On November 30, the First Sunday of Advent, Pope Francis inaugurated a Year for Consecrated Life. It will close on the World Day of Consecrated Life, February 2, 2016. There are three primary purposes for this Year:
1. renewal for men and women in consecrated life;
2. thanksgiving among the faithful for the service of sisters, brothers, priests,
3. invitation to young Catholics to consider a religious vocation.
For the Year for Consecrated Life here at St. Thomas Aquinas we have several special programs and events that I hope you will take advantage of. Please click on the link below for all the details.
An Ignatian Path to Christ
All parishioners are invited to participate in the Forty Weeks program beginning November 30. This program has three goals: 1) to teach individuals to look at the movements toward and away from God in their lives so as to turn all over to Christ and find healing where necessary; 2) to build a daily, personal relationship with Jesus Christ; and 3) to learn how to discern the two different spiritual inspirations (good and evil) that are constantly working beneath our conscious awareness.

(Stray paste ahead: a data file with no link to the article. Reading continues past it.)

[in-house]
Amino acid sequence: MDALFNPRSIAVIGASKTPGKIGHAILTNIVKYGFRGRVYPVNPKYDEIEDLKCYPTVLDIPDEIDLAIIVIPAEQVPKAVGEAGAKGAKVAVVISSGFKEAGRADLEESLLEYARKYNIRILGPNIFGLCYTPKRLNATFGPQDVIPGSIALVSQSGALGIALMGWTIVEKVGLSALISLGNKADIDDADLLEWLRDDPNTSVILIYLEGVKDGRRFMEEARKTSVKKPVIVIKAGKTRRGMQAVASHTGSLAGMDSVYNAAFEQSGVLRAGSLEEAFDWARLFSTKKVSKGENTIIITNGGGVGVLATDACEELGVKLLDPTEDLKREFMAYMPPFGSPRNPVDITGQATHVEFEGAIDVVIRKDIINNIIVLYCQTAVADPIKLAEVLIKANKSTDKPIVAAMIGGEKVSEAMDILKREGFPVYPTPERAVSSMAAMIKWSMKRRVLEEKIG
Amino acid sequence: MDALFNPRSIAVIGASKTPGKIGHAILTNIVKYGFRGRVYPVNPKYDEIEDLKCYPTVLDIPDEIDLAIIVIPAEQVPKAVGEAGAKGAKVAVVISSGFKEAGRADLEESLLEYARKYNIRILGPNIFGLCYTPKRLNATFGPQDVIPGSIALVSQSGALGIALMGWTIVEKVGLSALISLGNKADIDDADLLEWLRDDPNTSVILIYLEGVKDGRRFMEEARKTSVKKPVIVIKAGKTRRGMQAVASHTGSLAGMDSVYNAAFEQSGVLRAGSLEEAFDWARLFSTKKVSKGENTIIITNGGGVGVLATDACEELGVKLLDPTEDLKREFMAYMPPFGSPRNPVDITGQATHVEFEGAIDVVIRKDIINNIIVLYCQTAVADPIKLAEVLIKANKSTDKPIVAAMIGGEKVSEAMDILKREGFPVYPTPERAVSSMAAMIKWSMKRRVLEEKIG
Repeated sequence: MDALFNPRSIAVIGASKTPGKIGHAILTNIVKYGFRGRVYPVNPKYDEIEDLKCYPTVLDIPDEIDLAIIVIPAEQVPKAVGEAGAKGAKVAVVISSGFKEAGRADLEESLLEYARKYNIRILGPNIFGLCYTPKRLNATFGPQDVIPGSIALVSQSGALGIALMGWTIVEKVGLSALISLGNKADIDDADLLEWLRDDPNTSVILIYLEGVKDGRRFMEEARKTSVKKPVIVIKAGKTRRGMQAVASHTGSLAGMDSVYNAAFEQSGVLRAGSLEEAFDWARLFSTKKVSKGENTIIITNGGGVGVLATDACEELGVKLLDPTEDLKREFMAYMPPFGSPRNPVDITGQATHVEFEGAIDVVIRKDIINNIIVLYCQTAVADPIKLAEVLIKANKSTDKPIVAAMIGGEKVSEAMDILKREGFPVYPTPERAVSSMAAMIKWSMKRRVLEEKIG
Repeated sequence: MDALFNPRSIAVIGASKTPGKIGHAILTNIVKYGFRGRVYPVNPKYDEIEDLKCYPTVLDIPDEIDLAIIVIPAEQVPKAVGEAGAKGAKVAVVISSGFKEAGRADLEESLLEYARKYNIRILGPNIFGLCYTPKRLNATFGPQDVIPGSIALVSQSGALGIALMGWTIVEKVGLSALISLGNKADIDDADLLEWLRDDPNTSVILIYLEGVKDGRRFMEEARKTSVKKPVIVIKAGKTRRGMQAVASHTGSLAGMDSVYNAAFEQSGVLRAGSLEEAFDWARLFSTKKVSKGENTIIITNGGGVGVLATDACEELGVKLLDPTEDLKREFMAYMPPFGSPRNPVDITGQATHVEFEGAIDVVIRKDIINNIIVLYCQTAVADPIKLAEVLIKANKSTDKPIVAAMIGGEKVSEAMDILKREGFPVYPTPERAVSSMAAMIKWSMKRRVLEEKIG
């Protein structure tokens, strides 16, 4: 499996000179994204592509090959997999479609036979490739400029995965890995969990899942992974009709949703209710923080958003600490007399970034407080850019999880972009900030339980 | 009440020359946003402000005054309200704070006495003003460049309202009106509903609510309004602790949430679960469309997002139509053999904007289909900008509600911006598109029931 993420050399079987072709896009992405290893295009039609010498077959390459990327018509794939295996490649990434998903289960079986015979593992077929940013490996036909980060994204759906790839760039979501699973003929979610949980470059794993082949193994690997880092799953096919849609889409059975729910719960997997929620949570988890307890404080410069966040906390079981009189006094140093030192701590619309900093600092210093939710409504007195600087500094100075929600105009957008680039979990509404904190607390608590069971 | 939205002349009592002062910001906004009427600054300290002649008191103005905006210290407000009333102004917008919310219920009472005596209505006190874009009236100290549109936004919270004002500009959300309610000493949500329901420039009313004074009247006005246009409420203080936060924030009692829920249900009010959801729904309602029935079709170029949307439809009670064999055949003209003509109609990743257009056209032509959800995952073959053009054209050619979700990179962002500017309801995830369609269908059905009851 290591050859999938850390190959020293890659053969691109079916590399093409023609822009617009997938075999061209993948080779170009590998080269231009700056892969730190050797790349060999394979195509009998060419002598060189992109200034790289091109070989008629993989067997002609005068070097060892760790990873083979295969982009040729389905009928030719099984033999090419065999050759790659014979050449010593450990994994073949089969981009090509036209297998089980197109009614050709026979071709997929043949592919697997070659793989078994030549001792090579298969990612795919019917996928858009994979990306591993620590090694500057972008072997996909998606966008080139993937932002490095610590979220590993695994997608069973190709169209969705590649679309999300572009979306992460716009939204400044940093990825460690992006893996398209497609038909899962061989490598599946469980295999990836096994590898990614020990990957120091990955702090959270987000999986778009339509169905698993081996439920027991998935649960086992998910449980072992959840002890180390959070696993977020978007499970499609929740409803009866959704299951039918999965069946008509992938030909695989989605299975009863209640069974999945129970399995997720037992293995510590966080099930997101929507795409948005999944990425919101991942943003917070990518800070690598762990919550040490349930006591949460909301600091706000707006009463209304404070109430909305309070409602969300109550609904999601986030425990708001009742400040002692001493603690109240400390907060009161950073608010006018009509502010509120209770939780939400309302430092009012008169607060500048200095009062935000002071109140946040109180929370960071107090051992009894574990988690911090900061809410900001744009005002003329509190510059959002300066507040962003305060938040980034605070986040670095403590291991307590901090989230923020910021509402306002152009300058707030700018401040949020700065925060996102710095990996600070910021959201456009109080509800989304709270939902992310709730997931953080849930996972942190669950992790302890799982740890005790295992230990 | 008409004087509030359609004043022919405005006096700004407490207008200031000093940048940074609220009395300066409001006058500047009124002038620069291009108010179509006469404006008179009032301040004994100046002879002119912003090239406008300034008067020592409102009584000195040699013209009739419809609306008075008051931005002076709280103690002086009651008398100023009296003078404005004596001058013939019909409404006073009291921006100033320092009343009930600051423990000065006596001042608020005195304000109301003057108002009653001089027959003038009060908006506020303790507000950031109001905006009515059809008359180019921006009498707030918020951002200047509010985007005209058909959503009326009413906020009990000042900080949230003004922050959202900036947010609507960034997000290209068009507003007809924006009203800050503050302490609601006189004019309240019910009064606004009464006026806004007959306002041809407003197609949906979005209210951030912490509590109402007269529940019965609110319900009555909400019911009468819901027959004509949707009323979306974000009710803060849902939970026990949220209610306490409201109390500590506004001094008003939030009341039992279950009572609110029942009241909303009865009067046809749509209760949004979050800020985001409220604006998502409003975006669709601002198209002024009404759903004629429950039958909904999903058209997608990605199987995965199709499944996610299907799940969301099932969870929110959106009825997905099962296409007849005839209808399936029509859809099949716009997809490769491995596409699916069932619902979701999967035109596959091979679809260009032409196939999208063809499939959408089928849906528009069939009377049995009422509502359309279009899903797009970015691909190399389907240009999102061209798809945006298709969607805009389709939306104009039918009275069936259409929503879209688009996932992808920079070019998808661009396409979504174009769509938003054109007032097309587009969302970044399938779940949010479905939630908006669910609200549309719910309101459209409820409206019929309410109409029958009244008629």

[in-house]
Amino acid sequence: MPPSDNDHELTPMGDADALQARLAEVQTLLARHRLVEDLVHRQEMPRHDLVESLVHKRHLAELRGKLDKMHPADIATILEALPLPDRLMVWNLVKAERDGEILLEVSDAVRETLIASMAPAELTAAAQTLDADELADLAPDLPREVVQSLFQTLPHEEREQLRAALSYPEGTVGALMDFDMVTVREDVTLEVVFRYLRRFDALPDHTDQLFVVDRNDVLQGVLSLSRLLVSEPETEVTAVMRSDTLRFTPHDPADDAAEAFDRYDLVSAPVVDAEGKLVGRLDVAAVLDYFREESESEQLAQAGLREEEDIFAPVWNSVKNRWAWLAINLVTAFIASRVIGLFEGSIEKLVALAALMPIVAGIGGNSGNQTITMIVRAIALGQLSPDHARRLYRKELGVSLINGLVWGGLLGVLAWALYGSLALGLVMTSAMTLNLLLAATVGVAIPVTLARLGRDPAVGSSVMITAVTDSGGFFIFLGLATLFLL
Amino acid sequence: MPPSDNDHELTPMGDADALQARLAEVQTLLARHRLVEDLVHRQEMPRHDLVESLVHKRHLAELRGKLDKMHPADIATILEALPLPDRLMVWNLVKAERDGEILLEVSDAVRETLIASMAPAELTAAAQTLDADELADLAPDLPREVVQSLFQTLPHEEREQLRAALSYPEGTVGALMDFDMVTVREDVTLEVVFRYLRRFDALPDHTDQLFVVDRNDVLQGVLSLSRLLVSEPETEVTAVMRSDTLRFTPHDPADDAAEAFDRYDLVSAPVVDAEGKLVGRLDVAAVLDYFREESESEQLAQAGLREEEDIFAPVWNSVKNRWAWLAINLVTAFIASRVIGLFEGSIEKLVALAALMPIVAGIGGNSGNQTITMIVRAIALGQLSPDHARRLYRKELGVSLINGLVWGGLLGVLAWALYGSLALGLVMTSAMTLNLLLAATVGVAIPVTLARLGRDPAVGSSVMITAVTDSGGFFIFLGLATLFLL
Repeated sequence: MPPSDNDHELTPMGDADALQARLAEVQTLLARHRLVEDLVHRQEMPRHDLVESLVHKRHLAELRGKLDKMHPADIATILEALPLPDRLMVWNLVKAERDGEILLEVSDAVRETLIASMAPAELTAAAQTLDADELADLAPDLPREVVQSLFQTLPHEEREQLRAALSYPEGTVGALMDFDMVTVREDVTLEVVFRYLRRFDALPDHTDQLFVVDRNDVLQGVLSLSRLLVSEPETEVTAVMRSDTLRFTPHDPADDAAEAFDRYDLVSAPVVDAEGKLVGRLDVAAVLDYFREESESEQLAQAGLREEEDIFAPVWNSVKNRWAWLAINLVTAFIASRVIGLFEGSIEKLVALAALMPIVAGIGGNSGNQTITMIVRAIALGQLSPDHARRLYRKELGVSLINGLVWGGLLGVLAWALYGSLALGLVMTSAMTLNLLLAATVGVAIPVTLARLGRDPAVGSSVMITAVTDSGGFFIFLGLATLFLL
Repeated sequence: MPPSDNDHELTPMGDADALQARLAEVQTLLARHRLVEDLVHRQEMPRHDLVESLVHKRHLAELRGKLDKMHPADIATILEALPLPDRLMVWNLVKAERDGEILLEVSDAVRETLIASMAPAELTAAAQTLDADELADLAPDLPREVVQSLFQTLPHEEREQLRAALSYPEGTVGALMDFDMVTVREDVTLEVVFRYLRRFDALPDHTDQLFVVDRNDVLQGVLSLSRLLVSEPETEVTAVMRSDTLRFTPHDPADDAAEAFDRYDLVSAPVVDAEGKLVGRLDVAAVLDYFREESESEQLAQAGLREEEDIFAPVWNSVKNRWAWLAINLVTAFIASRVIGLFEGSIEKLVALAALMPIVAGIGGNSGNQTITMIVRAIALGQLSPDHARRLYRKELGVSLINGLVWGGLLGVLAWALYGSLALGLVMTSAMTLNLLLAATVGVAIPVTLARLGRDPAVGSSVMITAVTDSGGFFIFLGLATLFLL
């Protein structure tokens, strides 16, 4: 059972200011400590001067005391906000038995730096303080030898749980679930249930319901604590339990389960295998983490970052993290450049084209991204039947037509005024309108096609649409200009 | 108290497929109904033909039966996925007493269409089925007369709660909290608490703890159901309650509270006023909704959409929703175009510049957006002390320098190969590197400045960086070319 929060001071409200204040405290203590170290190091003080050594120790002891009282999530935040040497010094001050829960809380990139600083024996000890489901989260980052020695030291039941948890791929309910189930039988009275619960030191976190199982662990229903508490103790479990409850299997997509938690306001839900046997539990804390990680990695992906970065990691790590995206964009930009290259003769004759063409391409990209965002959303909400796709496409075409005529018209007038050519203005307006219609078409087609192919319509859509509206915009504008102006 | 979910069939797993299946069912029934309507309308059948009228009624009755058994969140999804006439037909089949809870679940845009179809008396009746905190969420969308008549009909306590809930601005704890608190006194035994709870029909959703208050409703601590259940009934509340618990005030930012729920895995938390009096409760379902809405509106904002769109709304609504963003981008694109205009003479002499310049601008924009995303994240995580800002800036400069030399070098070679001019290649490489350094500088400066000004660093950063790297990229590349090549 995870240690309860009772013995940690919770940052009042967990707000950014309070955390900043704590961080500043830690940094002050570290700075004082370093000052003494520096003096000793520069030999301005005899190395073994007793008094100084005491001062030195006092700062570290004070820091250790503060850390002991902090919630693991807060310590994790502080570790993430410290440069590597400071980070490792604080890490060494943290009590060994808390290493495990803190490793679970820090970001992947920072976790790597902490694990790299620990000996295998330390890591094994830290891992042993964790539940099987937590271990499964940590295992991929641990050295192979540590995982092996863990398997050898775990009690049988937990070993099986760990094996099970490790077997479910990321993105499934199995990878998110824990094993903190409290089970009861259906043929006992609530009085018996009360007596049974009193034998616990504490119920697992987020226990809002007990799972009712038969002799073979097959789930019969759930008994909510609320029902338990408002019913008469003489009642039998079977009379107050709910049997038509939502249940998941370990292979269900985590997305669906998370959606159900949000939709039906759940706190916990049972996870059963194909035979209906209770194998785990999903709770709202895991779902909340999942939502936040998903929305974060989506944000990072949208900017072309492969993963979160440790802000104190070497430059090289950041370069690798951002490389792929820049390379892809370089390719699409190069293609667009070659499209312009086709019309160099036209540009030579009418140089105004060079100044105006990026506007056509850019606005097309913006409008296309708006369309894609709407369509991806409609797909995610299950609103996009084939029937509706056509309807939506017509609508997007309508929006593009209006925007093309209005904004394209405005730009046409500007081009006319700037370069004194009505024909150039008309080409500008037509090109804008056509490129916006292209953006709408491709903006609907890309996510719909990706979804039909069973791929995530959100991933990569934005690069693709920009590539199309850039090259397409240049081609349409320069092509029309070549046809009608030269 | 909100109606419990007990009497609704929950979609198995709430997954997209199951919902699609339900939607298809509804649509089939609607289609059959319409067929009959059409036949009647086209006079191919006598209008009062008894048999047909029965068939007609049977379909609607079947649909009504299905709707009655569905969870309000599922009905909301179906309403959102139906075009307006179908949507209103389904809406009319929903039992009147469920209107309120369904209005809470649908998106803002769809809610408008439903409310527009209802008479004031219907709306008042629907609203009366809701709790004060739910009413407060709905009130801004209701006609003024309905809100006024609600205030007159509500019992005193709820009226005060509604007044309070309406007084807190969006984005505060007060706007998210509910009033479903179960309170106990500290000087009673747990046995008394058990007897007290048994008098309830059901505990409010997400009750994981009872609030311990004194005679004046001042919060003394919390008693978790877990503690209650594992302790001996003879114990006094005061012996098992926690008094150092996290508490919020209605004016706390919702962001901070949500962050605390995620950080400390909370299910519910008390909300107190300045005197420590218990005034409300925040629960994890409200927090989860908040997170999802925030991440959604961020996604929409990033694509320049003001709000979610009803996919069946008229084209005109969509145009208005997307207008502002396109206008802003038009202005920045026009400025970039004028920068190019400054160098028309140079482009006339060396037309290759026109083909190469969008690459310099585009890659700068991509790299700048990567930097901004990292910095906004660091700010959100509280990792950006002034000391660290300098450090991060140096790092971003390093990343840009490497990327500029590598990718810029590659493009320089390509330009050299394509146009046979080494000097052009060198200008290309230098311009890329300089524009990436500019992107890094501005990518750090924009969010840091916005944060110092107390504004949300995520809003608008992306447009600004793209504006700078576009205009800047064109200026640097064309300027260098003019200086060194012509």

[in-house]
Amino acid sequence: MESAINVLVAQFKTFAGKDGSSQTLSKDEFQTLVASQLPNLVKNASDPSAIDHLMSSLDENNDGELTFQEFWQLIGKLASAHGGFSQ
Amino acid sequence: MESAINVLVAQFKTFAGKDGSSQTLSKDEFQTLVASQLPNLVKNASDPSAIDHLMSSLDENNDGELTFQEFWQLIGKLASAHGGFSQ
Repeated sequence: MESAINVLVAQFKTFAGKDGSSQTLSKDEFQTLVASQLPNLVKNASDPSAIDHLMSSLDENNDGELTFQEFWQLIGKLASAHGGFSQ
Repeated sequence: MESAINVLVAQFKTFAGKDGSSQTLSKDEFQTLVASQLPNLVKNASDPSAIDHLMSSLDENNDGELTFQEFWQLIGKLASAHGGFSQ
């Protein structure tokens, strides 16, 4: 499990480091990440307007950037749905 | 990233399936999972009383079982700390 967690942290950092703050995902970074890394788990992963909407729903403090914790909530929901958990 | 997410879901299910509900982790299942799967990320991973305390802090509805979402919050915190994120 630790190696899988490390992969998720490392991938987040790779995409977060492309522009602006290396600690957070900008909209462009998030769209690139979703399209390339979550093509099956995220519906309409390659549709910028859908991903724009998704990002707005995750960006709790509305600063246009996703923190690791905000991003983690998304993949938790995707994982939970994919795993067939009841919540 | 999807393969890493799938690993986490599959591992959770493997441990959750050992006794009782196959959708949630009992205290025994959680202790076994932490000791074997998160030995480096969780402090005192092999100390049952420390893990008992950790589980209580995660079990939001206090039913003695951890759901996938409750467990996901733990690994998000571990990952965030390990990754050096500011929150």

Week Four assignment: The exercises for the fourth week move from the conversion story of St. Ignatius to your own story.
St. Andrew Christmas Novena
Beginning on his feast day, November 30, the following beautiful prayer is traditionally recited fifteen times a day until Christmas (all at once, five times at each meal, or perhaps split up throughout the whole day). This is a very meditative prayer that helps us increase our awareness of the real focus of Christmas and helps us prepare ourselves spiritually for His coming. It is also known as the Christmas Anticipation Prayer.
Hail and blessed be the hour and moment in which the Son of God was born of the most pure Virgin Mary, at midnight, in Bethlehem, in the piercing cold. In that hour vouchsafe, I beseech Thee, O my God, to hear my prayer and grant my desires, (here mention your specific request) through the merits of Our Saviour Jesus Christ, and of His blessed Mother. Amen
Natural Family Planning
Christ and His Church call us to holiness in our everyday lives and in and through our vocations. In the Sacrament of Marriage, a particular kind of conjugal chastity is demanded by the nature of love and God’s order of Creation. In marriage, the two have become one and are called to continually make that gift of self-donation to the other as they strive to build up one another in faith and love. The two, in imitating the Trinity by their union and love, also share with the Trinity in the great work of co-creation. Part of this, of course, is the bearing and raising of children. Marriage in many ways is oriented towards children, which are always a great good.
The couple must remember God’s dominion over Creation as they remain open to life, and must not cut these off through contraception and sterilization. While these are illicit, the Church does allow spouses, with prayer and discernment, to plan their families in a natural way.
Denise Swanson, the NFP Apostolate Coordinator, can be reached at firstname.lastname@example.org with questions or inquiries.